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University of Central Missouri
Warrensburg, MO 64093
Contact: Jeff Murphy
WARRENSBURG - 05/08/2007 - While gaining business experience they can bank on when they enter the job market, students involved in the UCM's Integrative Business Experience program raised $14,049 for charities and donated 438 hours to community service during the spring 2007 semester.
The spring IBE program concluded recently with three student-led companies announcing their end-of-the-semester totals. IBE included two groups from the Warrensburg campus and one group from the UCM Summit Center in Lee's Summit.
Learning by Doing
Established in 2003, IBE on the Warrensburg campus is a semester-long program which supplements business concepts in core courses with hands-on experience. Students who take part are required to take three junior-level business courses – marketing, management and computer information systems - that run concurrently, as well as an entrepreneurship and a community service practicum course. Students spend the first seven weeks of IBE forming their own companies, developing a business plan, determining a product to sell, selecting suppliers, and securing a bank loan for up to $5,000. They have less than nine weeks to generate enough revenue to pay off their loans, and any profits are donated to local organizations. Since the program's inception, students have raised more than $44,979 for charity and provided a total of 2,463 hours of community service.
Bobblehead "Mo" a Hit
Bobblehead "Mo" was marketed by one of the spring semester IBE groups.
Incorporating the school mascot into their company name, the group known as Raise Mo' Money produced a bobblehead "Mo" the mule, which sold 1,000 units and produced revenues of $12,050, the most of the three companies. The company donated $3,401 in profits to the Missouri Veterans Home in Warrensburg, and provided another $750 for development of a concrete picnic area at Knob Noster State Park. The students also devoted 218 service hours to building that facility and worked on a bike trail at the park.
Keepin' It Kool Yields Record Profits
A UCM cooler marketed by the student-led company Keepin' It Kool resulted in $6,871 in net profit, the largest of any IBE company since the program was formed. All of these profits benefit the Show-Me Christian Youth Home in LaMonte. This is in addition to 170 hours helping to develop the Knob Noster State Park bike trail.
Glass with Class Benefits March of Dimes
Students enrolled in IBE at UCM Summit Center formed a company known as Glass with Class and sold a tall, high-quality glass with the university's new logo. Because most of the students have full-time commitments, they actually were involved in the program over two semesters. In the fall, they took marketing and management classes and built a business plan. It was executed during the spring semester when they also enrolled in the computer information systems class. After taking out the smallest loan of any of the companies, $1,200, Glass with Class had $6,868 in revenues, and raised $3,775 for the March of Dimes. The March of Dimes also benefited from students who contributed 40 service hours to planning a fund-raising walk.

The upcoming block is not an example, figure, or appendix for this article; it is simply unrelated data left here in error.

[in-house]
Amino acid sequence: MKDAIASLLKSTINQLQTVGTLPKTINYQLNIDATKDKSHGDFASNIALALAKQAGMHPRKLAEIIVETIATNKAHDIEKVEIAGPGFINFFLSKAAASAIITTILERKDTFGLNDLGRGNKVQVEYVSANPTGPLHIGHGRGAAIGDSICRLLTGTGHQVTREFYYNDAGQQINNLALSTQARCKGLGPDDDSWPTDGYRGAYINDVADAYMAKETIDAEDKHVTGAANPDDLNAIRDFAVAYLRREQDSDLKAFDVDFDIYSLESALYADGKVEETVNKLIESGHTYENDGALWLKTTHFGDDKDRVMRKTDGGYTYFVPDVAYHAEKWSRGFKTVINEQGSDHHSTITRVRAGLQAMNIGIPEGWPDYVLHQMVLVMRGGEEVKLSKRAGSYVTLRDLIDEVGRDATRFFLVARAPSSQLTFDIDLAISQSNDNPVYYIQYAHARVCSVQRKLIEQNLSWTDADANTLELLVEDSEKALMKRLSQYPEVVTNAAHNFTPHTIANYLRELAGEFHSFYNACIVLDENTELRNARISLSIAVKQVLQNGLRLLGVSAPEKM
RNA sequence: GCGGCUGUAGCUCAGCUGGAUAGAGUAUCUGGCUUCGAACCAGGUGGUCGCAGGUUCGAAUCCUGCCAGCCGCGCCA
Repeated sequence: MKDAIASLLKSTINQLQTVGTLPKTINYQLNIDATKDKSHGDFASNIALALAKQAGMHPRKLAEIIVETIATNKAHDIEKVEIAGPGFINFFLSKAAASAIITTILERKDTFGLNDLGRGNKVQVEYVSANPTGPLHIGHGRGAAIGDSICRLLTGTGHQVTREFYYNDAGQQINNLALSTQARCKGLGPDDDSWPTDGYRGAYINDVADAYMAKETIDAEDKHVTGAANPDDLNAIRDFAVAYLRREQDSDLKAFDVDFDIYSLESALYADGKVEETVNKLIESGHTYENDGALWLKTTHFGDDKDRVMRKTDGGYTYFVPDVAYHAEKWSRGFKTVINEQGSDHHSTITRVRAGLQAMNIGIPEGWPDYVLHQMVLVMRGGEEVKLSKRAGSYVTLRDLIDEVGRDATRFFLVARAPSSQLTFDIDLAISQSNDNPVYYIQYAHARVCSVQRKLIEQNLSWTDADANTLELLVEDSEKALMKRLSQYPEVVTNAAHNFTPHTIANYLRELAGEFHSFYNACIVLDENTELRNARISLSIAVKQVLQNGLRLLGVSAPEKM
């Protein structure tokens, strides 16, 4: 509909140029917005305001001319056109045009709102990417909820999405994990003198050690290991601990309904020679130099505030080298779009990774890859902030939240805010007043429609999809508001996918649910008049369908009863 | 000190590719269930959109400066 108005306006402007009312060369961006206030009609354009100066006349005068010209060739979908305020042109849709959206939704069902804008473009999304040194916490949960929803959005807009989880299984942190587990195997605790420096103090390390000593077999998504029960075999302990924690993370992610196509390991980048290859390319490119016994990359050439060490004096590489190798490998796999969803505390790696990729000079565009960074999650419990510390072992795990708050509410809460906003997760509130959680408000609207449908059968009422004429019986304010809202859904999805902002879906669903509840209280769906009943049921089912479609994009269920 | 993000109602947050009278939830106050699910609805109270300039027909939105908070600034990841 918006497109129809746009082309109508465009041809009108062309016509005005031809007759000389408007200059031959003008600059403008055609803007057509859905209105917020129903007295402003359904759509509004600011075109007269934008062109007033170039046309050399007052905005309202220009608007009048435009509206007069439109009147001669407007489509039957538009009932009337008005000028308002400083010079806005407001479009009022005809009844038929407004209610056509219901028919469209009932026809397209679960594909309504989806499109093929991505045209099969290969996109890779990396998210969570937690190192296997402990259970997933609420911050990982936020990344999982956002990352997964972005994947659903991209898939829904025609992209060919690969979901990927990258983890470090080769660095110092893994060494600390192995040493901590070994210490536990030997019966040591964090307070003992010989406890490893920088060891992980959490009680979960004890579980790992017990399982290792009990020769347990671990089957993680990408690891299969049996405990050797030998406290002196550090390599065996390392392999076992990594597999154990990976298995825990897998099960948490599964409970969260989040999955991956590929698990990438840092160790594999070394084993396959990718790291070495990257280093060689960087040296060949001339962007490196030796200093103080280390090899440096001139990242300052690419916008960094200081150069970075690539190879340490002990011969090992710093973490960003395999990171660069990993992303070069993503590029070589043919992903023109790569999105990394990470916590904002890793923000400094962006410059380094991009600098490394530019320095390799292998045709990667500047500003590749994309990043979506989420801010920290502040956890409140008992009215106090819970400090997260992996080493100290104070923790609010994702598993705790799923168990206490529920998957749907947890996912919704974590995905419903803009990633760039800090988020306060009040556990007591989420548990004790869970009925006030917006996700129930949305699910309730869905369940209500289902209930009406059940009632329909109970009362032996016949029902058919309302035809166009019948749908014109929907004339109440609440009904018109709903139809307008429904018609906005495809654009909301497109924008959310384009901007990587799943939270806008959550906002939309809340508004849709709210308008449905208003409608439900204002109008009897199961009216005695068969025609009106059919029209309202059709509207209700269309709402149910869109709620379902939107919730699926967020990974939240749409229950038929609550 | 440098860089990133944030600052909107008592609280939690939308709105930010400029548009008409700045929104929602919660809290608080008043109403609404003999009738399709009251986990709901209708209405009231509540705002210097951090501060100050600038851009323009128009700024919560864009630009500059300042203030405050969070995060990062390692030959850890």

A Leap of Faith
Skye Edwards a member of Raise Mo' Money from Excelsior Springs, sums up her IBE experience noting that that the group she worked with actually took a risk on the Mo bobblehead. Although the research supported a different product, they stuck with Mo and ordered 500 more units than the bank loan supported. Their faith in the product won out, and the group pre-sold 600 before they arrived from the supplier, and out within days.
"It's a real winner. The whole campus is buzzing about it," said Larry Michaelsen, professor of management.
Program Introduces Students to Real Concepts
Michaelsen initiated the program within the UCM Harmon College of Business Administration, and teaches IBE students with Mary McCord, professor of computer information systems, and Larry Haas, professor of marketing.
"The best thing about teaching in this program is that it changes the relationship between you and the students and between the students and the subject," he remarked. "Because they have to do something real, they are very interested in how the (course) content relates to what they are doing, and that is very different from trying to get ready for a test…the lessons they learn are so valuable.
Experience That Will Pay Off
Edwards is convinced she can take her IBE experience will pay off when she goes job hunting.
As she put it, "With the IBE class, you learn to do everything, and you can tell that to your employer. If they see that, what else can they say but, 'When can you start?' "